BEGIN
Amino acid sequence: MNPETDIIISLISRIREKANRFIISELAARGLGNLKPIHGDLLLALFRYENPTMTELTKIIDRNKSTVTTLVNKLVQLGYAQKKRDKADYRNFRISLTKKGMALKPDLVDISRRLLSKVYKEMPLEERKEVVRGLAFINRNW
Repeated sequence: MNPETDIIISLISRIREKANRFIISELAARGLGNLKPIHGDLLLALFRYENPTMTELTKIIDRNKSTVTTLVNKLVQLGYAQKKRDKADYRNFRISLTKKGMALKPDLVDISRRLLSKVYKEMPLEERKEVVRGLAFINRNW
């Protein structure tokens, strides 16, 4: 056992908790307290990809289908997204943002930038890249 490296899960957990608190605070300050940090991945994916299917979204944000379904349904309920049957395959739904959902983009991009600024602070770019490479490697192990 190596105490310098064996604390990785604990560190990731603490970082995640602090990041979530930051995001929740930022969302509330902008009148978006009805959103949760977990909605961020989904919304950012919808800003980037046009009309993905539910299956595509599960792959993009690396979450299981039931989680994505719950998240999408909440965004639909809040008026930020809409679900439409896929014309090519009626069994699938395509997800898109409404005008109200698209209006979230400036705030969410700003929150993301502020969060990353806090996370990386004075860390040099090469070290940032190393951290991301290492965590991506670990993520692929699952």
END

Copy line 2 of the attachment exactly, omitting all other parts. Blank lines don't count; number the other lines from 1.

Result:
Repeated sequence: MNPETDIIISLISRIREKANRFIISELAARGLGNLKPIHGDLLLALFRYENPTMTELTKIIDRNKSTVTTLVNKLVQLGYAQKKRDKADYRNFRISLTKKGMALKPDLVDISRRLLSKVYKEMPLEERKEVVRGLAFINRNW